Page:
Live Review: The Early November, Dryjacket & Beach Head – The Key Club, Leeds – 22/03/2017

Live Review: The Early November, Dryjacket & Beach Head – The Key Club, Leeds – 22/03/2017

Already 2017 has proved to be something of a nostalgia trip for UK pop-punk and emo fans. The upshot of that being twofold, one being the chance to celebrate anniversaries of great music by hearing the songs live, with the second being said songs making us feel rather older than we would like. The latest act to bring such a tour our way were New Jersey indie-punk anthem crafters The Early November, who made a rare trip to the UK as part of the 10th Anniversary tour for triple album ‘The Mother, the Mechanic and the Path’. Already Heard caught the penultimate night of the tour at The Key Club in Leeds.

By happy coincidence local openers for the show just happened to be one of our 50 Bands to watch in 2017, Beach Head, giving us one of our first chances to witness them live since they formed out of the remnants of Leeds melodic punkers Calls Landing last year. They wasted little time in impressing, the bite of the crunching guitars providing a solid counterpoint to frontman Joe’s emotive vocals. ‘Shade’ stood out as both a set highlight and strong reminder that their debut EP ‘Take Me to Heaven’ is well worth a listen. (3.5/5)

Next up Dryjacket, were out to show just why Hopeless Records recently put out their debut full-length ‘For Posterity’.  The New Jersey outfit churned out peppy slices of that classic North-East US indie-punk sound, that soon got the modest crowd nodding its heads appreciatively in time as the stop-start guitars and immaculately crescendoing tracks washed over them. The likes of ‘Epi Pen Pals’ and ‘Bill Gates’ Ringtone’ sound great live and will see this lot going down awfully well with fans still mourning the loss of Transit and Man Overboard. (3.5/5)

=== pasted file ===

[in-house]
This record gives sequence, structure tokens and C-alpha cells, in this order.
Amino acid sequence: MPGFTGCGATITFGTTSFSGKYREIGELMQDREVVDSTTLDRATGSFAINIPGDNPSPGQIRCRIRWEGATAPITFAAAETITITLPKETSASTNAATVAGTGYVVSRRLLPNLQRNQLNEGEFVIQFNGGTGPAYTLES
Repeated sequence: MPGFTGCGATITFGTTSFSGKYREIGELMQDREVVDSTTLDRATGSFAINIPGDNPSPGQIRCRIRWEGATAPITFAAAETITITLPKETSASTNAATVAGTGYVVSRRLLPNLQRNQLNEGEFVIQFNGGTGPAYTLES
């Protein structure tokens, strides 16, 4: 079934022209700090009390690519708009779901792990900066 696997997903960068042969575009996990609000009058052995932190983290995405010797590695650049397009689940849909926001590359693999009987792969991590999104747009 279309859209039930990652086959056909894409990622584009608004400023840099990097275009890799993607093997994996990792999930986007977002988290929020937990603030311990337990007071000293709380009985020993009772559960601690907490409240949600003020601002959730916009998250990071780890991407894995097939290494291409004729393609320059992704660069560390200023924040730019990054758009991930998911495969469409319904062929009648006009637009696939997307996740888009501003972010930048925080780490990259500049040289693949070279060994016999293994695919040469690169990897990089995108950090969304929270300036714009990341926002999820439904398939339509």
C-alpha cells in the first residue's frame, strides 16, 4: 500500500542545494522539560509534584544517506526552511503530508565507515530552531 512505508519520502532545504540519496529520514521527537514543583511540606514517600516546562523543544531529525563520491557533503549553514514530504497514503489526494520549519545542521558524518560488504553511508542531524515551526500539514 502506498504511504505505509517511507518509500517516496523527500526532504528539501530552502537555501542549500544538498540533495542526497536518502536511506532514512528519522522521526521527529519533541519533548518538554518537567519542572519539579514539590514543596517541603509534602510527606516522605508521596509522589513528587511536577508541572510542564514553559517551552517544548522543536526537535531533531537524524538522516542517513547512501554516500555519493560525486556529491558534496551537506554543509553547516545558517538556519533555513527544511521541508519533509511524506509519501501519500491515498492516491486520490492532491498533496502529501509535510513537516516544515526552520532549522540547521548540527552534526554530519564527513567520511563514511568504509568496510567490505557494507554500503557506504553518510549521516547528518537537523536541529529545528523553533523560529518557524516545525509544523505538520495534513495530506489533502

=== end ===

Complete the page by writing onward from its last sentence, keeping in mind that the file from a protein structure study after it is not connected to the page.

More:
Given that the album they were here to celebrate features some 40 plus tracks, this was either going to be one hellish long headline set from ‘The Early November’ or they were going to seriously picky with the songs they played from it. Frontman Ace Enders set an initially odd tone by quipping “we’re going to play lots of songs from this album now, and the songs you probably like better later”. Rather begging the question why play songs you think fans like less?

In the event that point was a moot one as ‘Hair’ and ‘A Little More Time’ soon showed this would be a set of the very best cuts from the record. With both the quality of the songs being played, and the aplomb with which the band still deliver them live, it’s a mystery how this lot never became something approaching Jimmy Eat World type status. The sound, the lyrical content and poignancy and the heartbreaking hooks of the vast majority of the tracks we get from ‘TMTMaTP’ would, if you didn’t know better, be indicative of an album destined for classic status that would be the launch pad for huge things. Who knows maybe it would have been had said songs been originally delivered in a more digestible format and number. ‘Money In His Hand’ provided an early highlight provoking a spirited crowd reaction and respectable singalong, before ‘No Good At Saying Sorry (one more chance)’ slowed things down and featured a cool guest spot from Dryjacket’s Joe Junodon trumpet.

The good-natured banter between Enders and guitarist Joseph Marro made for a fun atmosphere throughout breaking up some of the emotionally intense material being played. An airing of delicate acoustic ballad ‘Thousand Times a Day’ both underpinned how handy Enders is with a sweet lyrical narrative and how ruddy his flexible his hands are as he broke out some distinctly awkward chords to ease the anniversary portion of the set to a close.

‘Narrow Mouth’ noticeably notched up the energy levels in the room, showing plenty of people present were also fans of the band’s newer material, but it was old favourites ‘I Want To See You Sad’ and ‘The Mountain Range in My Living Room’ that drew some of the lustiest sing-alongs. But it was a solo Enders performance of heart string tugging acoustic anthem ‘Ever So Sweet’ that will live longest in the memory from this night. As will the lasting impression that The Early November must be one of the criminally underrated bands of the last decade. Live these New Jersey (no longer) boys have it all, great presence, massive tunes to bellow your heart out to and a back catalogue worthy of superstars just waiting to be rediscovered. If they can stay out of hiatus long enough these cult heroes legacy is only going to get better. (4/5)

3.5/5

Words by Dane Wright (@MrDaneWright)